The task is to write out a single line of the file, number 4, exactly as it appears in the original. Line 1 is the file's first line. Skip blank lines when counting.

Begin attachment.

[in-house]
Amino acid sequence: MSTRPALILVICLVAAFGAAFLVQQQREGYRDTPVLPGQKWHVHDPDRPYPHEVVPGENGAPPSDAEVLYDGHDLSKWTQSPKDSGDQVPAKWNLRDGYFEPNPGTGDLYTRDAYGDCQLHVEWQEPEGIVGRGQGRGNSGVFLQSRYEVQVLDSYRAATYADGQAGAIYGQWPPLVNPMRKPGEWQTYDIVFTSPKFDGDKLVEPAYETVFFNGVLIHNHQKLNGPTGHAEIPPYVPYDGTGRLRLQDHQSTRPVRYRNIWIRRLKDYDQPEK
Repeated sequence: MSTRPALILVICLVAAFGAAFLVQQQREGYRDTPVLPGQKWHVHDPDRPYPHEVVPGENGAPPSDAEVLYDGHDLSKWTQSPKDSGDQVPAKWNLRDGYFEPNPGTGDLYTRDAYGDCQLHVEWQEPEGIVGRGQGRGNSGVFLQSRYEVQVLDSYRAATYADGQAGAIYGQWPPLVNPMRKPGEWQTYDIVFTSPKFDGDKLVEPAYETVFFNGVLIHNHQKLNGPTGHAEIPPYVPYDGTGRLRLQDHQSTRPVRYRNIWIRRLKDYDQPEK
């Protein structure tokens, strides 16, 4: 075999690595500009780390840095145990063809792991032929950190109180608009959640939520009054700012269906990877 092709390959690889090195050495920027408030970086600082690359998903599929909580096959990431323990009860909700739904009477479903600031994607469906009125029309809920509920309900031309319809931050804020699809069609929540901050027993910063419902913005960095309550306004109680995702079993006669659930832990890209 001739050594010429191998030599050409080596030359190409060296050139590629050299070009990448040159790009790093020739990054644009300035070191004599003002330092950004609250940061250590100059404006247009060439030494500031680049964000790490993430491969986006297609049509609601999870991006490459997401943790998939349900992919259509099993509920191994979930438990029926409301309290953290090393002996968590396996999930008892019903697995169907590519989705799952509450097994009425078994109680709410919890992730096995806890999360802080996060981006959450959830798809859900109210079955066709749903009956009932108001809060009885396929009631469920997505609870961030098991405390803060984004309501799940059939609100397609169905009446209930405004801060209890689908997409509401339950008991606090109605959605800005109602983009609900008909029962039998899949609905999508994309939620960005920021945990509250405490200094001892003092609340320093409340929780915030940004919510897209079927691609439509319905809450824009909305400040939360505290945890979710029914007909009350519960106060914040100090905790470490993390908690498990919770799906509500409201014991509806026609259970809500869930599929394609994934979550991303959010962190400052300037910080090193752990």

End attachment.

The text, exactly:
């Protein structure tokens, strides 16, 4: 075999690595500009780390840095145990063809792991032929950190109180608009959640939520009054700012269906990877 092709390959690889090195050495920027408030970086600082690359998903599929909580096959990431323990009860909700739904009477479903600031994607469906009125029309809920509920309900031309319809931050804020699809069609929540901050027993910063419902913005960095309550306004109680995702079993006669659930832990890209 001739050594010429191998030599050409080596030359190409060296050139590629050299070009990448040159790009790093020739990054644009300035070191004599003002330092950004609250940061250590100059404006247009060439030494500031680049964000790490993430491969986006297609049509609601999870991006490459997401943790998939349900992919259509099993509920191994979930438990029926409301309290953290090393002996968590396996999930008892019903697995169907590519989705799952509450097994009425078994109680709410919890992730096995806890999360802080996060981006959450959830798809859900109210079955066709749903009956009932108001809060009885396929009631469920997505609870961030098991405390803060984004309501799940059939609100397609169905009446209930405004801060209890689908997409509401339950008991606090109605959605800005109602983009609900008909029962039998899949609905999508994309939620960005920021945990509250405490200094001892003092609340320093409340929780915030940004919510897209079927691609439509319905809450824009909305400040939360505290945890979710029914007909009350519960106060914040100090905790470490993390908690498990919770799906509500409201014991509806026609259970809500869930599929394609994934979550991303959010962190400052300037910080090193752990």